Osteoarthritis (OA) is one of the leading causes of disability worldwide [1]. As there is currently no cure for OA, treatments primarily aim to reduce joint pain and maintain mobility and quality of life. Evidence-based guidelines recommend non-pharmacological treatments (specifically therapeutic exercise, weight management and information and support) as core treatments, with pharmacological management alongside if required, at the lowest effective dose for the shortest possible time [2]. Referral for consideration of joint replacement is recommended if non-surgical management has not been effective and joint symptoms are substantially impacting the individual’s quality of life [2]. Given the increasing rates of hip and knee joint replacement for OA, finding ways to optimise the effectiveness of non-surgical treatments is urgently needed [3, 4].

Decisions about which OA treatments to use have historically been made by medical professionals, adopting an authoritative patient-practitioner relationship. More recently, the concept of shared decision making has been recognised as essential for patient-centred care. Shared decision making involves information exchange between patients and healthcare professionals. Healthcare professionals bring technical information about the disease and available treatments, while patients bring their personal experience, their concerns, expectations, and preferences about treatments, to together make treatment decisions [5].

Preferences are defined as “the expression of values for alternative options for action after informed deliberation of their risks and benefits” [6]. Considering patients’ preferences for OA treatments is central to shared decision making. Each treatment option for OA differs in terms of benefits and risks, so patients must frequently make decisions about what they need, what they prefer, and how they value the different aspects of each treatment. Patients’ preferences and beliefs about treatments are particularly important when there is a lack of certainty about treatment outcomes, or when there are multiple treatment options and patients need to balance the benefits and risks of each [2].

At an individual level, discussing and addressing patients’ concerns about treatments, and involving them in treatment decision making may improve treatment adherence and consequently treatment effectiveness [7••]. However, patient’s perspectives are becoming increasingly important in all aspects of OA care, from policy decisions to designing and evaluating healthcare programs and establishing treatment guidelines [8]. Improving our understanding of patients’ preferences for treatment is therefore critically important. Several different methods have been used to examine patients’ preferences for OA treatments. This narrative review presents an overview of existing research exploring patient preferences for osteoarthritis care, including patient use of, and satisfaction with, OA treatments as measured by survey studies; findings of studies using stated preference methods, results of qualitative studies (which offer an in-depth exploration of individual patient preferences, and patient preferences in trials and practice. Brief clinical and research implications of existing knowledge and future research directions are also discussed.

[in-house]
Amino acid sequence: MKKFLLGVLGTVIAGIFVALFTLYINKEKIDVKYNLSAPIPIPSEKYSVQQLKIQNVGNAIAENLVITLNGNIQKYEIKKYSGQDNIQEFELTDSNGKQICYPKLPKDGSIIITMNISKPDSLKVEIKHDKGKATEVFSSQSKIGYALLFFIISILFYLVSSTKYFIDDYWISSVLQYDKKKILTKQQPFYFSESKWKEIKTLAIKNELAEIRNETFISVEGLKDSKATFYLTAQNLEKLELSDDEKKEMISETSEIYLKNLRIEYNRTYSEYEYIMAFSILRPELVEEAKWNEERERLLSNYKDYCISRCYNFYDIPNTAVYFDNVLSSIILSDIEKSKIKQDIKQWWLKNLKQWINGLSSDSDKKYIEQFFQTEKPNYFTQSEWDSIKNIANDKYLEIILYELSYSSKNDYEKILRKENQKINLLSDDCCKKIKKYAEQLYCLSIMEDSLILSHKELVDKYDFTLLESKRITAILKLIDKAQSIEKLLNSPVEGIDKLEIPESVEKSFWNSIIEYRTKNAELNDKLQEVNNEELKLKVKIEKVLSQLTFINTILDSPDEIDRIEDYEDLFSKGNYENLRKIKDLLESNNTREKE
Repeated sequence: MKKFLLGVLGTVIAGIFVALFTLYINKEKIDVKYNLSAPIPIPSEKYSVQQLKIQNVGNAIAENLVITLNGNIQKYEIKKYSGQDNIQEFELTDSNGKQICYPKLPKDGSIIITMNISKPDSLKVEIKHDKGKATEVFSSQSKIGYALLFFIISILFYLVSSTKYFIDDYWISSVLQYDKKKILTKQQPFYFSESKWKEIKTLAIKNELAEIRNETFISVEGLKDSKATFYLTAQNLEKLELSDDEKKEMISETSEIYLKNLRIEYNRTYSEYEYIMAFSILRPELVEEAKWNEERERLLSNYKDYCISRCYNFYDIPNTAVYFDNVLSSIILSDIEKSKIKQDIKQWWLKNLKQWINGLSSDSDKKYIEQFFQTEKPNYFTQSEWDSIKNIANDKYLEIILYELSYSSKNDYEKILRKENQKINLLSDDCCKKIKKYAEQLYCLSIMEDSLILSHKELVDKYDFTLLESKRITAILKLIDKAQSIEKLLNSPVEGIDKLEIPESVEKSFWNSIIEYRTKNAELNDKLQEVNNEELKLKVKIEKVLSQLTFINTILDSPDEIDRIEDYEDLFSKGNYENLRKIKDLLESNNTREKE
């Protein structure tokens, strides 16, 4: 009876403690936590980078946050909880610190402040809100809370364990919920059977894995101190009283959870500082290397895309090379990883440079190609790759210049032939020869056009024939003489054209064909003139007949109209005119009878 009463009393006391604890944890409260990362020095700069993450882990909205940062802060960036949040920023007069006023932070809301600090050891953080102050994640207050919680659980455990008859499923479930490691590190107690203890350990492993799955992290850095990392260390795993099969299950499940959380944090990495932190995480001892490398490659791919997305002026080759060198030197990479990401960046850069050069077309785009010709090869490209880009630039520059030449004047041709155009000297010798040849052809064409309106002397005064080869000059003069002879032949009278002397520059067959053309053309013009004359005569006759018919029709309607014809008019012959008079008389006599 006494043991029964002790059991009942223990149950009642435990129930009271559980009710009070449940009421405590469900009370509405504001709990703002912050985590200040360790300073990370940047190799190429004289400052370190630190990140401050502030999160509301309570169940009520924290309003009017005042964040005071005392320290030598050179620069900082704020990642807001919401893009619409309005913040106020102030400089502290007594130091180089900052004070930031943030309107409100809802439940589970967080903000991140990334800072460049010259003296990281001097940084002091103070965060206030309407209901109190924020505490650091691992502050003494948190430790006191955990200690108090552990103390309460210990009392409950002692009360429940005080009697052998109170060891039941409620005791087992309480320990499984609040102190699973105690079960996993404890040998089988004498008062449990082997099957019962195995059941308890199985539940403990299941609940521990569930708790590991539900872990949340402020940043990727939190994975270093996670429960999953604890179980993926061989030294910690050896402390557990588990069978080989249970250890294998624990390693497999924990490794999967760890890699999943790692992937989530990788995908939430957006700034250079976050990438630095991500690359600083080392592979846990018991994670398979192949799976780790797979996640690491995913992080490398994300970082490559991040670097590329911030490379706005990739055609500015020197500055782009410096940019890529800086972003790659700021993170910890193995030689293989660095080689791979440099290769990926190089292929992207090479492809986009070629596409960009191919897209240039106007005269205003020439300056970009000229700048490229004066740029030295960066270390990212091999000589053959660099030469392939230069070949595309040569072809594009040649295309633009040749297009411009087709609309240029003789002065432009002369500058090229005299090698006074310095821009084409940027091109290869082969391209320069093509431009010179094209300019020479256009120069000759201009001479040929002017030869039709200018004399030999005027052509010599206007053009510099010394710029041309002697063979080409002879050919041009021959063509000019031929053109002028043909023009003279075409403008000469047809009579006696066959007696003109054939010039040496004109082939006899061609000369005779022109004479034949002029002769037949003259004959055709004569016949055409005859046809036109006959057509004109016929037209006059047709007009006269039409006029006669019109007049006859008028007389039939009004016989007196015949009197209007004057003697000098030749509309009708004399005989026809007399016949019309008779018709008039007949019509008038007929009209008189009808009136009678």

Use of, and satisfaction with, OA treatments

Several studies have used survey measures to explore patient use of and/or satisfaction with, treatments for OA. Findings highlight a mismatch between treatments most frequently used by patients with OA and those recommended in guidelines.

An Internet-based survey among people with knee OA in France, Germany, Spain, and the United Kingdom (UK) (n=2073) reported the most common treatments that respondents had used were non-prescription oral pain medication (74%), exercise (70%) and physical therapy (68%) [9]. Gökçe Kutsal et al. reported similar findings in a cross-sectional survey of OA patients in Turkey (n=305) [10•]. Most frequently reported treatments were oral drugs (80%), topical drugs (74%), a home-based exercise program (63%) and outpatient physical therapy (61%) [10•]. In the UK, Mitchell and Hurley surveyed 415 patients who had consulted a primary care physician for knee pain of more than 6-month duration. They also found that drugs (analgesic or NSAIDs) were the treatment most frequently received (83%), followed by physiotherapy (41%). All other therapies were used by less than 10% of respondents [11].

Hinman and colleagues explored the use of American College of Rheumatology (ACR) recommended non-drug, nonoperative interventions by people with hip and/or knee OA (n=591) in Australia [12]. The most common interventions that respondents were currently using were making efforts to lose weight (50%) and shoe orthoses (30%). Strengthening (26%) and stretching exercises (23%) were the interventions that participants had most commonly previously used [12]. Of note, 12% of respondents had never used any of the interventions. Similarly, among 202 patients awaiting orthopaedic consultation for hip or knee OA in Australia, Haskins et al found that 22% of respondents had not previously used any form of non-pharmacological conservative management. When responses were compared to clinical guidelines 33% indicated that they had never used any of the non-pharmacological management strategies that were classified as core guideline recommendations [13].